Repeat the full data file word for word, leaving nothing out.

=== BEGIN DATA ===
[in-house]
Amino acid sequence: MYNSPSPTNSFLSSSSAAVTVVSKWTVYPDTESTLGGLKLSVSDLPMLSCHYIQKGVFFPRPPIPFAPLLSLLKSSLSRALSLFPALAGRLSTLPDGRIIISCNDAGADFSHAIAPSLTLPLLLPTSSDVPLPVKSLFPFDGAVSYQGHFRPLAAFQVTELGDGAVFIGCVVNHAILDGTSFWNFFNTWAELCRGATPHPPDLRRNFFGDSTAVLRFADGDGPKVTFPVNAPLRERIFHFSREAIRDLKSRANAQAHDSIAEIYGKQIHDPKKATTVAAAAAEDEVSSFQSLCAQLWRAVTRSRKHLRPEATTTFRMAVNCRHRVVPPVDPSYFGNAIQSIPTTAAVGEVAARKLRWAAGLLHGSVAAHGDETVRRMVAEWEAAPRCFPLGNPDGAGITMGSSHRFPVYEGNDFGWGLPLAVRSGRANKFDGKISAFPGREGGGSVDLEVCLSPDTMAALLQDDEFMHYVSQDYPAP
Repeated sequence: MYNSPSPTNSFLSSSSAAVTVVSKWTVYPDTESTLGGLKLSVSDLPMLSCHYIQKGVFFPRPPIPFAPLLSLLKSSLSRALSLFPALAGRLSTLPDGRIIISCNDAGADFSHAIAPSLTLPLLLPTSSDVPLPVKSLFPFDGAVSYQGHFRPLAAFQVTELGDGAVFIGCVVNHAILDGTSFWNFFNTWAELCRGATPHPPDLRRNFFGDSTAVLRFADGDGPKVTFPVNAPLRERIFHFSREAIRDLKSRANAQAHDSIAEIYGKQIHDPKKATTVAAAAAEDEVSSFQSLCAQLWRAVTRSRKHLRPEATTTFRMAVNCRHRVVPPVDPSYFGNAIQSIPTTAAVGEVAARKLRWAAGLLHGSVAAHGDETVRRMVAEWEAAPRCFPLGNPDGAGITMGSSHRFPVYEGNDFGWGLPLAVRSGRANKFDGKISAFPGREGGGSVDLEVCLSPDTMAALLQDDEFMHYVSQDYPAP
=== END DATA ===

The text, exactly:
[in-house]
Amino acid sequence: MYNSPSPTNSFLSSSSAAVTVVSKWTVYPDTESTLGGLKLSVSDLPMLSCHYIQKGVFFPRPPIPFAPLLSLLKSSLSRALSLFPALAGRLSTLPDGRIIISCNDAGADFSHAIAPSLTLPLLLPTSSDVPLPVKSLFPFDGAVSYQGHFRPLAAFQVTELGDGAVFIGCVVNHAILDGTSFWNFFNTWAELCRGATPHPPDLRRNFFGDSTAVLRFADGDGPKVTFPVNAPLRERIFHFSREAIRDLKSRANAQAHDSIAEIYGKQIHDPKKATTVAAAAAEDEVSSFQSLCAQLWRAVTRSRKHLRPEATTTFRMAVNCRHRVVPPVDPSYFGNAIQSIPTTAAVGEVAARKLRWAAGLLHGSVAAHGDETVRRMVAEWEAAPRCFPLGNPDGAGITMGSSHRFPVYEGNDFGWGLPLAVRSGRANKFDGKISAFPGREGGGSVDLEVCLSPDTMAALLQDDEFMHYVSQDYPAP
Repeated sequence: MYNSPSPTNSFLSSSSAAVTVVSKWTVYPDTESTLGGLKLSVSDLPMLSCHYIQKGVFFPRPPIPFAPLLSLLKSSLSRALSLFPALAGRLSTLPDGRIIISCNDAGADFSHAIAPSLTLPLLLPTSSDVPLPVKSLFPFDGAVSYQGHFRPLAAFQVTELGDGAVFIGCVVNHAILDGTSFWNFFNTWAELCRGATPHPPDLRRNFFGDSTAVLRFADGDGPKVTFPVNAPLRERIFHFSREAIRDLKSRANAQAHDSIAEIYGKQIHDPKKATTVAAAAAEDEVSSFQSLCAQLWRAVTRSRKHLRPEATTTFRMAVNCRHRVVPPVDPSYFGNAIQSIPTTAAVGEVAARKLRWAAGLLHGSVAAHGDETVRRMVAEWEAAPRCFPLGNPDGAGITMGSSHRFPVYEGNDFGWGLPLAVRSGRANKFDGKISAFPGREGGGSVDLEVCLSPDTMAALLQDDEFMHYVSQDYPAP